Boring stuff that I've been doing

I always feel, personally, that if I were to write a diary-style post it would just be so effin self-indulgent and pretentious and dull and people would either be so disinterested that I would put them in jeopardy of perishing from a severe and deadly bout of boredom or so baffled by my supreme sense of self-importance that I would become a laughing stock. Not that I'm an anxious person or anything, y'know.

It's funny. I do actually pride myself quite a bit on, mostly, not really caring on what people think (mainly because growing up means realising that most people actually don't care what you're doing and partly because I never do anything interesting or off-piste, ever) and I really like reading what people are up to. All types of people. People I know. People I don't know. People who seem just like me. People who live lives oceans apart, both in geography and lifestyle. I like updates on Insta and diary blog posts and the bit at the end of Bake Off where they write what the contestants are doing now. But I've always been embarrassed of writing my own because I'm boring and don't really do anything except do a tiny bit of writing, send voice notes to my pals and think a lot about Salt and Vinegar Discos.

But isn't that a lot of life, really? Isn't it all just kind of a sprinkling of big exciting bits and dancing and late nights sewn together with a lot more reading the morning's paper on a squashed commuter train and washing out tomato sauce-stained lunchtime Tupperwares, and hopefully, if we're lucky, iced generously with the welcome stomach ache of a really good laugh and friends that send letters and the company of someone whose face you know completely, who walks, their fingers laced in yours, over every peak and trough? Maybe. I think so. 

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So here's my little life. My tiny, boring, quiet but quite contented and privileged life. 

In the last four weeks I've started a new job in an industry that I really care about that is interesting and fun and exciting and so far, I really like it. My colleagues are kind and patient and everything is still novel and I finish at one o'clock every Friday. The plan is to use that time to write, but so far I've used it to drink prosecco and have my nails done. All the best laid plans, eh?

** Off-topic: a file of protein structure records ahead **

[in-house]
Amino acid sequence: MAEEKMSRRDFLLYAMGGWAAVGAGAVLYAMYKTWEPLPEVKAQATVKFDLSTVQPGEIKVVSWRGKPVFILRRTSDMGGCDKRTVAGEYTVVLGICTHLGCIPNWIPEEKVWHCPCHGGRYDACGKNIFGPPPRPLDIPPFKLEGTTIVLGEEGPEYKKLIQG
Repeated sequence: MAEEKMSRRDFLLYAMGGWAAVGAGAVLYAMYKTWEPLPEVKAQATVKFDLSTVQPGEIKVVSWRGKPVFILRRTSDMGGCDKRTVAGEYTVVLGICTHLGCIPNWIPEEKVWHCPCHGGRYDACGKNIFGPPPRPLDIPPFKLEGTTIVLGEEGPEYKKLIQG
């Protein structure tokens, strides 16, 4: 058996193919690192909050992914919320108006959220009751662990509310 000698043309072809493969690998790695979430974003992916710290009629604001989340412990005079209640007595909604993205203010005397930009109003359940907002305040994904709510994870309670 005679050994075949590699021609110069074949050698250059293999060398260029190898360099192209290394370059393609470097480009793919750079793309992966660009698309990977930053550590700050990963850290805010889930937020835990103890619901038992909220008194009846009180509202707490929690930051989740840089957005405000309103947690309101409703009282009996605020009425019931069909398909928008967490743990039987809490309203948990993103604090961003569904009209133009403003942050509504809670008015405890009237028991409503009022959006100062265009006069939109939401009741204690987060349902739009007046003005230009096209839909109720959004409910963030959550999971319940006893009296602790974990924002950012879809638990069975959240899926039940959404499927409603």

I've relinquished my reputation as 25 y/ old OAP and had a few late nights dancing to music I love, Red Stripe in hand and walking home to the sound of morning birdsongand had to host my parents the next day, gleefully wrangling my tea set from the back of my cupboard to serve them chocolate birthday cake and coffee. I've baked crispy sweet potatoes and batches of lentil and coconut dhal and bean chilli and spooned them into lunch boxes for me and the man I love (I told you my life was Tupperware-centric). I've stolen the throw from the sofa and sat it down on the green, enjoying the unseasonal warmth of the last few weeks to eat picnic dinners of cheese and crisps and apple slices in the waining sunshine. I've had 12 people I love around our dinner table and stuck to our resolution and felt very happy running a quiz and cobbling enough plates together to feed a crowd. 

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I've read some really lovely books. I've had an endless stream of podcasts playing as I run around and sweep the floors and do my new walk to work. I cheered at the marathon. I bought a pair of flares. We repotted all the plants. We wrenched all the weeds from our garden. We walked around the V&A at night and ate pizza together. I did a lot of the tiny inconsequential things that make me happy: a morning swim, some Easter chocolate, clearing out my wardrobe, having pals over for a roast, watching more Netflix documentaries than ever. 

Mentally I felt pretty good, in general, maybe because the month has been relatively slow and stress-free. I mainly felt good about food and movement, even when I hurt my foot and had to take a few weeks off running and aerobic exercise. I did have a weird, anxiety-induced binge moment a couple of weeks ago, and though I was sad about it at the time, it was only because I didn't understand why it had happened. I thought I had done the work to deal with those feelings in less harmful ways, but these things happened, and it served as a little indicator to strip back to basics and figure out what was going on in my head. I did feel a bit existential crisis-ey at times, probably because I did no writing apart from the May newsletter, and a lot of evenings were pretty slumpy: dinner, sofa, telly, type of thing. No writing, no satisfaction, no creative outlet.

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I went to the other side of the city and ate soft serve ice cream with old friends. We went to the seaside for the day and traipsed around like little explorers on the hunt for fish and chips. I felt quite mindless a lot of the time, a lot of scrolling, a lot of reading, a lot of noise, and maybe not enough reflection and quiet, but I have mainly been happy, if not a little mournful that I didn't do more to push myself. I really, really, really would like to stick to some kind of writing schedule and write for other people and publications, so I need to harness that regret and turn it into something productive.

It's a difficult balance to strike. A word that keeps coming to mind is: try. I so rarely actually try hard to do things. I barely ever try to stick to goals or challenge myself. I feel like I am trying, a lot of the time, to do a lot. I'm trying to be a good employee and a fun friend and keep my house clean and save some money and satisfy my love of clothes and batch cook and keep abreast of current affairs and exercise and sleep well and go dancing and be spontaneous and relax a bit and write but it always seems like something suffers. This month it was writing, and next month I'll try to make sure it's not.